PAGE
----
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Drug salesmen may unduly influence your doctor

TORONTO, CANADA. Reports in the medical literature attest to the fact that information about drugs conveyed to physicians by pharmaceutical company representatives is often biased, inaccurate and unduly favourable to the drug being promoted. Unfortunately, it is also a fact that many doctors rely on this information when prescribing for their patients. It has also been shown that physicians' prescription practices can be influenced by gifts, all-expenses-paid symposia, and other incentives.

Because of these findings McMaster University in Hamilton, Ontario decided in 1992 to restrict contact between residents (interns) and pharmaceutical company representatives. In particular drug salesmen were barred from attending educational events and from providing free lunches to residents. A survey of former McMaster residents and doctors who had graduated from the University of Toronto, which has no policy restricting contact, has just been completed. Although 88 per cent of all survey respondents reported that they had met with pharmaceutical company representatives over the past year there was a clear difference in how those meetings had influenced their prescription habits. Physicians trained under the policy restricting contact were 60 per cent less likely to find information from drug salesmen beneficial in guiding their practice.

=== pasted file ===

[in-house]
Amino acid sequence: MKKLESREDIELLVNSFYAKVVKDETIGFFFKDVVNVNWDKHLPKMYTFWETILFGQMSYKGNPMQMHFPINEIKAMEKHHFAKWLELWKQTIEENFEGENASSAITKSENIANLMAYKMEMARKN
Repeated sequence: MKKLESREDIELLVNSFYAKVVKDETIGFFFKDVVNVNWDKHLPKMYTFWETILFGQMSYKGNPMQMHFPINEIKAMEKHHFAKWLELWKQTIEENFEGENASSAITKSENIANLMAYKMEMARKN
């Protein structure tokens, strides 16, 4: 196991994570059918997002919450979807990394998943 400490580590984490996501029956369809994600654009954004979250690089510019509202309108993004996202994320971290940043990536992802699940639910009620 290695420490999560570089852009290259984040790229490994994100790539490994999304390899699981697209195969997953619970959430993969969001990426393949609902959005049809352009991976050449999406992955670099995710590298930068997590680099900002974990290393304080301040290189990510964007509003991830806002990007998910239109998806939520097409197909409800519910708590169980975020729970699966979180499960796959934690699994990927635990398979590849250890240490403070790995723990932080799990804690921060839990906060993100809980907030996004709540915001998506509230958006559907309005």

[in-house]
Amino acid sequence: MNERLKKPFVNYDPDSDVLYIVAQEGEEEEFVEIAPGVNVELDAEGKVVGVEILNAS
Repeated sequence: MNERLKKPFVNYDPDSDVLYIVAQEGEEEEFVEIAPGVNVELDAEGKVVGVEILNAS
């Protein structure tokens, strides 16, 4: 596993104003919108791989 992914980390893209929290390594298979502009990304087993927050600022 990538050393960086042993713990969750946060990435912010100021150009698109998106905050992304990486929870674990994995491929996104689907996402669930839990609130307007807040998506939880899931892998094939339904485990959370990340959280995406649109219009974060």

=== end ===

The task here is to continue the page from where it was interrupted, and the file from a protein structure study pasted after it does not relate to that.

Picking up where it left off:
McCormick, Brendan B., et al. Effect of restricting contact between pharmaceutical company representatives and internal medicine residents on posttraining attitudes and behavior. Journal of the American Medical Association, Vol. 286, October 24/31, 2001, pp. 1994-99

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